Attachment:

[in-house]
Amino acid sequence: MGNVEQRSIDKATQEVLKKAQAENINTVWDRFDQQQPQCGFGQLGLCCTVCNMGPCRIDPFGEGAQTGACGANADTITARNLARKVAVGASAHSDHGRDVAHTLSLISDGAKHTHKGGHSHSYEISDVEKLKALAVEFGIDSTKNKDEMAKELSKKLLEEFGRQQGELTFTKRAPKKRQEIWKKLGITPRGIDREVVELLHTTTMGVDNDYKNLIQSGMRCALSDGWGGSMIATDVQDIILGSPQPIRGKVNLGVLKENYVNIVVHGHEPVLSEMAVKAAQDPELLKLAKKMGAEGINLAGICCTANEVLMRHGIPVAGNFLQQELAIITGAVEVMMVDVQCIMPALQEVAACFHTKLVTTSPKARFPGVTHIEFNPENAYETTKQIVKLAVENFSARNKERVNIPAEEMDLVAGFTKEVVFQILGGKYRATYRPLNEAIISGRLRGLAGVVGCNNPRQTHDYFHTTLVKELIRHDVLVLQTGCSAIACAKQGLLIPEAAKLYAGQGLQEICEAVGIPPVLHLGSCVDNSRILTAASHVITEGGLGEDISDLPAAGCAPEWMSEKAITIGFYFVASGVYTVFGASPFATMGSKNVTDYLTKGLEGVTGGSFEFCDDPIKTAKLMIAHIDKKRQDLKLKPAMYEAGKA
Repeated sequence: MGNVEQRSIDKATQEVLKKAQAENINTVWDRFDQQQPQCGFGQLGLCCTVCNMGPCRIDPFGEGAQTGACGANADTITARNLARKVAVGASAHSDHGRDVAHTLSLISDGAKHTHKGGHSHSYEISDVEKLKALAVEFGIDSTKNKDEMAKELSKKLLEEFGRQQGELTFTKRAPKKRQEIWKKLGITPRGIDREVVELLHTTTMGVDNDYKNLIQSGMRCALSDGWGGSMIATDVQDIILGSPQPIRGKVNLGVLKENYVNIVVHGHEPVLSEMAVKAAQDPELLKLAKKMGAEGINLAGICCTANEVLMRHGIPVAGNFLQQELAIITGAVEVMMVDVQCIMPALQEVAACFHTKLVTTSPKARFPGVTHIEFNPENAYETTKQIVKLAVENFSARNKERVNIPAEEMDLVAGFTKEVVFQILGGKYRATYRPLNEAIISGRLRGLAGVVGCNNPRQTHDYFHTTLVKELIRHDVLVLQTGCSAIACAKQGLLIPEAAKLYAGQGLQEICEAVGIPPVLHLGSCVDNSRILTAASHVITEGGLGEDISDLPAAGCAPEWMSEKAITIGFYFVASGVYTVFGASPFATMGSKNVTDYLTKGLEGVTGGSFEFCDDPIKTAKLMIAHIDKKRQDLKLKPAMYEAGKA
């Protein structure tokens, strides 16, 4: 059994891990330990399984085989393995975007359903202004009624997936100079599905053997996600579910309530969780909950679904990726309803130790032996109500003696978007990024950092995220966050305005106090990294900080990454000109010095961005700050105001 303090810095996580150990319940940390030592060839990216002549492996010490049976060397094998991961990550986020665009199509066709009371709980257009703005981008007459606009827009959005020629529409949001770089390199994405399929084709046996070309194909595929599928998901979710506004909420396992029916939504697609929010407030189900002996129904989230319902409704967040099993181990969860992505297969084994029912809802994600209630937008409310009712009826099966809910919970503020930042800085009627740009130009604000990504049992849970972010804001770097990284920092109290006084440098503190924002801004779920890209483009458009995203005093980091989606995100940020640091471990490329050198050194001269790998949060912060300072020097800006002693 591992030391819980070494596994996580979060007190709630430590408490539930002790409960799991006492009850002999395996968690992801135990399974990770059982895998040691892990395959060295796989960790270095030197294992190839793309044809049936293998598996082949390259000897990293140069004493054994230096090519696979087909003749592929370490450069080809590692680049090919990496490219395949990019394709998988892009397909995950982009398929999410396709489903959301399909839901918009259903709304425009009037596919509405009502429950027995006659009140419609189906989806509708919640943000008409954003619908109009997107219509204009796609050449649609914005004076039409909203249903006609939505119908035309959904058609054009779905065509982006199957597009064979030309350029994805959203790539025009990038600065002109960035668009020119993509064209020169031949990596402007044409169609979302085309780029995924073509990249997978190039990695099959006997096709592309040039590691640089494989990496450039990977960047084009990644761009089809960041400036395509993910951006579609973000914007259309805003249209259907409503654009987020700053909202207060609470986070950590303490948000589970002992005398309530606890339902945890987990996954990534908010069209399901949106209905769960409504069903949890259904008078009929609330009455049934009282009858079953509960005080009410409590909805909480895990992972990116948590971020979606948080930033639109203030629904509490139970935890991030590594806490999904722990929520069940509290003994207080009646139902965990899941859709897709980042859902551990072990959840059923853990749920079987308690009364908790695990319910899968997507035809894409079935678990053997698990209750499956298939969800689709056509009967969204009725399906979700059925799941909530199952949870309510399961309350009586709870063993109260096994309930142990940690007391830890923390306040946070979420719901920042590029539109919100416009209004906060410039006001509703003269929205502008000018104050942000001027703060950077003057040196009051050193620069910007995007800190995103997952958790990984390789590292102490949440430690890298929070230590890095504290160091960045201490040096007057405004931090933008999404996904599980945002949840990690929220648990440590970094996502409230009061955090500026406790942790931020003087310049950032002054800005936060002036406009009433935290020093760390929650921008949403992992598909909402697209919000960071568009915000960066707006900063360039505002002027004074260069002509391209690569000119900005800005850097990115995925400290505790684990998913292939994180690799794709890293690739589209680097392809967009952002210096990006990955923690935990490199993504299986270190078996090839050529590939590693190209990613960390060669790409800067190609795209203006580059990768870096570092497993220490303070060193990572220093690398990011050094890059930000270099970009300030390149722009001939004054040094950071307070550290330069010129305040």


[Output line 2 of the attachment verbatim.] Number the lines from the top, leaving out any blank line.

Amino acid sequence: MGNVEQRSIDKATQEVLKKAQAENINTVWDRFDQQQPQCGFGQLGLCCTVCNMGPCRIDPFGEGAQTGACGANADTITARNLARKVAVGASAHSDHGRDVAHTLSLISDGAKHTHKGGHSHSYEISDVEKLKALAVEFGIDSTKNKDEMAKELSKKLLEEFGRQQGELTFTKRAPKKRQEIWKKLGITPRGIDREVVELLHTTTMGVDNDYKNLIQSGMRCALSDGWGGSMIATDVQDIILGSPQPIRGKVNLGVLKENYVNIVVHGHEPVLSEMAVKAAQDPELLKLAKKMGAEGINLAGICCTANEVLMRHGIPVAGNFLQQELAIITGAVEVMMVDVQCIMPALQEVAACFHTKLVTTSPKARFPGVTHIEFNPENAYETTKQIVKLAVENFSARNKERVNIPAEEMDLVAGFTKEVVFQILGGKYRATYRPLNEAIISGRLRGLAGVVGCNNPRQTHDYFHTTLVKELIRHDVLVLQTGCSAIACAKQGLLIPEAAKLYAGQGLQEICEAVGIPPVLHLGSCVDNSRILTAASHVITEGGLGEDISDLPAAGCAPEWMSEKAITIGFYFVASGVYTVFGASPFATMGSKNVTDYLTKGLEGVTGGSFEFCDDPIKTAKLMIAHIDKKRQDLKLKPAMYEAGKA